Small business owners can take advantage of all sorts of business education programs offered by the U.S. Small Business Administration (SBA). The SBA and Federal Deposit Insurance Company (FDIC) have worked together to develop the curriculum for the Money Smart Program. The classes consist of 13 modules, each designed to last for an hour. Topics include basic financial management, taxes, credit and insurance. It’s offered in both a downloadable or CD format, and don’t worry – it’s extremely user-friendly!

A variety of different organizations, including nonprofits, business development centers and financial institutions may offer these classes in person. You may also order the materials for free, but there’s a lot of value in having an instructor. For more information, see your local SBA office.

Free Management Library

Naturally, some busy business owners would rather take advantage of online resources that let them study at their own pace and on their own schedule. The Free Management Library contains user-submitted and hand-selected content on a variety of management topics, including financial management.

You can search through a broad variety of topics within the broader subject area, study different subjects in any order and even use the materials to help educate your employees. The cafeteria-style content makes it a good choice for business owners who want to explore a range of topics.

MIT Open Courses

The Massachusetts Institute of Technology (MIT) offers a variety of course materials online. The Financial Management class, which emphasizes the ways that different types of financial issues impact managerial choices, includes the original lecture notes, exams and assignments.

Self-motivated entrepreneurs can use these materials to gain the same information that MIT students learned in their college coursework. Note: These classes do not extend college credit but are only posted to help educate the public.

Saylor Academy

Saylor offers an introduction to financial accounting course, comprised of ten units, outlined with links to lectures, notes and additional resources. There are study guides, review exercises, an evaluation survey and a final exam. Saylor also offers more advanced classes, ranging from principles of finance to budget deficits. These courses are taught by a professor with an MBA and MHRM, so take note that they’re very much like college classes.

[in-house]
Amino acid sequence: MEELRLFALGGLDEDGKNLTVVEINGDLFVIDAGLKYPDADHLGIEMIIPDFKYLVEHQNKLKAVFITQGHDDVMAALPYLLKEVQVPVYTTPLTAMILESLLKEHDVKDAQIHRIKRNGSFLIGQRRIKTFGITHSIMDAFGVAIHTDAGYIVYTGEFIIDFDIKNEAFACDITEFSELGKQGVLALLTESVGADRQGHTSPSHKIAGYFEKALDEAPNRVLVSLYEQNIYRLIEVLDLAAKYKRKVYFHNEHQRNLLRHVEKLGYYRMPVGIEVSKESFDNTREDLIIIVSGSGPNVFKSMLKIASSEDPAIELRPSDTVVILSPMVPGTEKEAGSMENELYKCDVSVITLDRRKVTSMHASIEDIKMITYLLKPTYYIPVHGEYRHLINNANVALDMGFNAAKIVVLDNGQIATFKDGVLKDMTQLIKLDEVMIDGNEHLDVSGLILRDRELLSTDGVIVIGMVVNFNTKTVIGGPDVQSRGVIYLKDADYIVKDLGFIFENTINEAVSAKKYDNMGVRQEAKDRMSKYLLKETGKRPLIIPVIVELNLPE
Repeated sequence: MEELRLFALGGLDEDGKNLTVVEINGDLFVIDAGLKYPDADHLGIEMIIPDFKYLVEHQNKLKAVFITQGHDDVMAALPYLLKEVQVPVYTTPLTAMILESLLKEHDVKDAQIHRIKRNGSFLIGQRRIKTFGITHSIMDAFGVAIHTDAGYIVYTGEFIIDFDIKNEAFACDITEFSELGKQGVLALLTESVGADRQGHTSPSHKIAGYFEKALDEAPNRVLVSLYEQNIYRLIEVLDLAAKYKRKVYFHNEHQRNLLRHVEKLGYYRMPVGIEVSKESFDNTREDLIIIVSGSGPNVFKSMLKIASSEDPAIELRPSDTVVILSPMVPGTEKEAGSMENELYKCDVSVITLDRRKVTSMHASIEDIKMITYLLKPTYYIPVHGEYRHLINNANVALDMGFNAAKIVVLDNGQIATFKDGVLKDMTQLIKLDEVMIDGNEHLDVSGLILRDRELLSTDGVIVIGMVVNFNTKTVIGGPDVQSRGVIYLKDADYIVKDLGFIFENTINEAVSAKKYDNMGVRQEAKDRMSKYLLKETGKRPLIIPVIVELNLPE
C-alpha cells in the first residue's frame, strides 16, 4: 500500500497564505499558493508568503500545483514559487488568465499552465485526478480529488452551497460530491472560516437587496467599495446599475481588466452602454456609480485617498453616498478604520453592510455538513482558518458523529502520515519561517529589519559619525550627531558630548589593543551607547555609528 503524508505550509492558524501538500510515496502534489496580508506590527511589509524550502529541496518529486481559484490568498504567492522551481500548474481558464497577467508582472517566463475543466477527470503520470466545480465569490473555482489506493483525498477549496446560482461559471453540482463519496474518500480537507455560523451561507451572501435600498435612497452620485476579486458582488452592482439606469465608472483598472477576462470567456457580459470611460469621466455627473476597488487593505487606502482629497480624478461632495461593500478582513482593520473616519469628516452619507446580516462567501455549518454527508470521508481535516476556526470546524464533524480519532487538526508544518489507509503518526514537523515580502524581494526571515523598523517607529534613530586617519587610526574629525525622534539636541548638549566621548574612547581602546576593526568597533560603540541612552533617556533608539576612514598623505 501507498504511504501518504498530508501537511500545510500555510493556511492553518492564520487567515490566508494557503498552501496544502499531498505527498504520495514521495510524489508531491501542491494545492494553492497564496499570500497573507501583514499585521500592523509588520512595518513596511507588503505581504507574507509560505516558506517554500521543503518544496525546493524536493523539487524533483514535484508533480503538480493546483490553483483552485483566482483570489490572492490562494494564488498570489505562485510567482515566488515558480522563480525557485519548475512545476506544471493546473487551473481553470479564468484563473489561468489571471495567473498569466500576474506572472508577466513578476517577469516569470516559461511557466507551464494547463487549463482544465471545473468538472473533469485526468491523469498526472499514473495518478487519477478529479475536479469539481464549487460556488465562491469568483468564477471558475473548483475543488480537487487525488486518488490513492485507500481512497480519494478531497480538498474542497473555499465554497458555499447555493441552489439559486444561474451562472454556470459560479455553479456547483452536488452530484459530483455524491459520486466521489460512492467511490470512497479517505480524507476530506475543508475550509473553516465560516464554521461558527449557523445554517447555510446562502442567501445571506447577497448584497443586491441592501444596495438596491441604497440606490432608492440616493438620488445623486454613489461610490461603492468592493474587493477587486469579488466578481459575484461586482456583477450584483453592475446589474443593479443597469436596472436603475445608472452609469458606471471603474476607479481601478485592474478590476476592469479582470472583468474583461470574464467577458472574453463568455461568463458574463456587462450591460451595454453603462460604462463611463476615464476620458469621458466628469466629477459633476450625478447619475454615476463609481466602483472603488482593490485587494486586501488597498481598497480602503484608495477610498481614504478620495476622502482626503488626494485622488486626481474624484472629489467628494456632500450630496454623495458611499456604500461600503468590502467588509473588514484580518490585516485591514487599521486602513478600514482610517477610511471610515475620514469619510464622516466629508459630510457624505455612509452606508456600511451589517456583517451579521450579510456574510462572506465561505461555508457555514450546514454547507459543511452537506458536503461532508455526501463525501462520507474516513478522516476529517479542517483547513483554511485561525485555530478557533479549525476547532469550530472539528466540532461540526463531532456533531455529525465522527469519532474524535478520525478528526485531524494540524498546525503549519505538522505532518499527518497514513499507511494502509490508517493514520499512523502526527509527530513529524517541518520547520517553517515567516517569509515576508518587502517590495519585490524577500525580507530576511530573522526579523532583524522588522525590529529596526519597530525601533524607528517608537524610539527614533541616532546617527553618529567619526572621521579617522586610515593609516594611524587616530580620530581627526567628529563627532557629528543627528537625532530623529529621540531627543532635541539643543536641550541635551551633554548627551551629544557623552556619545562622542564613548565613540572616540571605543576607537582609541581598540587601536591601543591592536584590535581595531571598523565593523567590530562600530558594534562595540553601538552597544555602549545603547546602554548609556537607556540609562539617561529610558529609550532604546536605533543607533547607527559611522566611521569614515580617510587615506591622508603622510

360 Degrees of Financial Literacy

A free resource created by the American Institute of Certified Public Accountants (AICPA), the 360 Degrees of Financial Literacy website has an entire section dedicated to owning a business. There are even helpful tools like a cash flow calculator.

Related: How To Calculate and Manage Your Cash Flow Burn Rate.

Small Business Accounting Software to Explore

At first, the thought of implementing better financial practices might seem foreboding. But there are a lot of powerful small business accounting tools available. While there aren’t very many that are free, many offer free trials and low-cost monthly subscriptions.

FreshBooks

FreshBooks is an accounting software that helps small businesses track and send invoices via email or regular mail. With it, you can avoid slow payments as it allows you to see outstanding invoices and can connect with online payment methods, like PayPal or Apple Pay. Credit and debit card payments are also accepted. FreshBooks offers a free 30-day trial with no credit card information required. That means once you’re done with your trial,  you can choose a plan or walk away.  

QuickBooks, QuickBooks Online and QuickBooks Self-Employed

The classic QuickBooks desktop software offers accounting software for everyone from self-employed individuals to small business owners. For a self-employed business, QuickBooks prices start at $10 per month. For a small business, plans range from $15 to $40 a month (depending on business size and needs). QuickBooks also offers a free 30-day trial, however, so you can try before you buy.